Using immunoelectron microscopy we previously found that a GFP-UCE fusion construct was localized to the TGN in close proximity to the cation-dependent MPR (CD-MPR), suggesting that the two proteins might have a similar pathway of exit from the TGN. However, unlike the CD-MPR, which has been shown to interact with AP-1 and Golgi-localized, gamma-ear-containing, adenosine diphosphate ribosylation factor-binding protein (GGAs), UCE does not contain any of the known motifs for interaction with GGAs. The localization of the GFP fusion construct of the transmembrane and cytosolic domains of the human UCE has been previously shown to be identical to that of the endogenous enzyme in HeLa cells (Rohrer and Kornfeld, 2001). Furthermore, it was shown that replacement of the Y488 residue with an alanine led to a cell surface accumulation of the GFP fusion constructs thus demonstrating the role of the residue in internalization of the enzyme (Rohrer and Kornfeld, 2001). Additionally, it was reported that a construct truncated at position Y486 was mostly trapped in an intracellular compartment. This result was surprising in view of the finding that only 16% of the molecules were found on the cell surface despite the lack of an internalization signal (Lee et al., 2002). This indicated that the construct lacks a TGN exit signal causing it to leave the TGN very slowly.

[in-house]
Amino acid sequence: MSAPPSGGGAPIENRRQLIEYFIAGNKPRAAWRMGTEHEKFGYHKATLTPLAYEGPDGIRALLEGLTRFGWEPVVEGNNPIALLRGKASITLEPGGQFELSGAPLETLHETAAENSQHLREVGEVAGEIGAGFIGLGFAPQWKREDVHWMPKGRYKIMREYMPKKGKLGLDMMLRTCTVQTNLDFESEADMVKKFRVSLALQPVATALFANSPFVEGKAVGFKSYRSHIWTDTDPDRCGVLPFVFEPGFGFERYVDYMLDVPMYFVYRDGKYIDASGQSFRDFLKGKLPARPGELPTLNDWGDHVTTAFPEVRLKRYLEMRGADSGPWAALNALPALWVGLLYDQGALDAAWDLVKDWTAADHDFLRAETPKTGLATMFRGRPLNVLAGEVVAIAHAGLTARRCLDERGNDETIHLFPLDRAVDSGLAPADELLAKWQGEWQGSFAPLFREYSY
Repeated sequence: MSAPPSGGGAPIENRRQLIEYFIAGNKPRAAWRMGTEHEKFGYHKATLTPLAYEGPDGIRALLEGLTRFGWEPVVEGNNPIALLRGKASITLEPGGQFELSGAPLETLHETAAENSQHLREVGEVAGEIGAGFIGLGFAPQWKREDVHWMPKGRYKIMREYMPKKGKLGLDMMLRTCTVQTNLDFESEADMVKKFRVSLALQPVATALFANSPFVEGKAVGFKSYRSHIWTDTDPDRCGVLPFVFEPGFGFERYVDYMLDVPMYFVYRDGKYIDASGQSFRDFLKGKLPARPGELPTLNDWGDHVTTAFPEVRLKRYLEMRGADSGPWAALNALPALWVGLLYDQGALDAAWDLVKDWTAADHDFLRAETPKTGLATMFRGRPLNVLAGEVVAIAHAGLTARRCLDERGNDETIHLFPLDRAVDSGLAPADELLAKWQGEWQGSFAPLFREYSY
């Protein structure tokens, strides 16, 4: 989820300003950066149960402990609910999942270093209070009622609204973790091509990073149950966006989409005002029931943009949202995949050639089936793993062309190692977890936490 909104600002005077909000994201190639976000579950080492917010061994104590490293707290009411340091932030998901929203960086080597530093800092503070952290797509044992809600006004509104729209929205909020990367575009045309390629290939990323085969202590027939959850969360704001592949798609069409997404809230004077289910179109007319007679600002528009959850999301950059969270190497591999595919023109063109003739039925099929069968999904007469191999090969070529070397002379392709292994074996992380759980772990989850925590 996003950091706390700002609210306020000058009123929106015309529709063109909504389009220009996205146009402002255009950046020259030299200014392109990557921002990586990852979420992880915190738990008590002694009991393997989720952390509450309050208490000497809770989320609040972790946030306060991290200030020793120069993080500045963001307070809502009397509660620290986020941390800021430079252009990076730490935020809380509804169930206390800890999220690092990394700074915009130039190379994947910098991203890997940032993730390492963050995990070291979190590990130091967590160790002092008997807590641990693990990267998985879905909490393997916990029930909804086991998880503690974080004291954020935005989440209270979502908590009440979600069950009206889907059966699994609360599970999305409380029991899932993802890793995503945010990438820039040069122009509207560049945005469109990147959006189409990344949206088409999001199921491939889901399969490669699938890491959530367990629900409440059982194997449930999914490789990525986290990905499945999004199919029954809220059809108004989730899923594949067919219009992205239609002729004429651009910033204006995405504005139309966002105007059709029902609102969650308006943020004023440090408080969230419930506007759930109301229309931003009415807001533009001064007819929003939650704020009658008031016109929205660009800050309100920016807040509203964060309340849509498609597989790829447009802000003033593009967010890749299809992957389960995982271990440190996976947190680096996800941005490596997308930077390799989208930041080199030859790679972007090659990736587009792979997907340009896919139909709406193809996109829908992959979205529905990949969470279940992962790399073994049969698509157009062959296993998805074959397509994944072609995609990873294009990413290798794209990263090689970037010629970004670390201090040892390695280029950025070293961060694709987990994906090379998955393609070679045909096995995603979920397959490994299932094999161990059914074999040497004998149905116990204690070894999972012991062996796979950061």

In this study, we used a series of GFP fusion constructs, confocal immunofluorescence microscopy and automated image interpretation to identify the signal sequence in the cytoplasmic tail of UCE involved in its exit from the TGN. The identification of the TGN exit signal in the cytoplasmic tail of UCE is an important step in elucidating its trafficking itinerary. It is as yet unknown if UCE is packaged into the same or different vesicles from that of the MPR at the TGN. Given that UCE is crucial to the process of lysosomal biogenesis, the potential interaction of the TGN exit signal with specific Golgi-associated adaptor proteins might explain its traffic out of the TGN.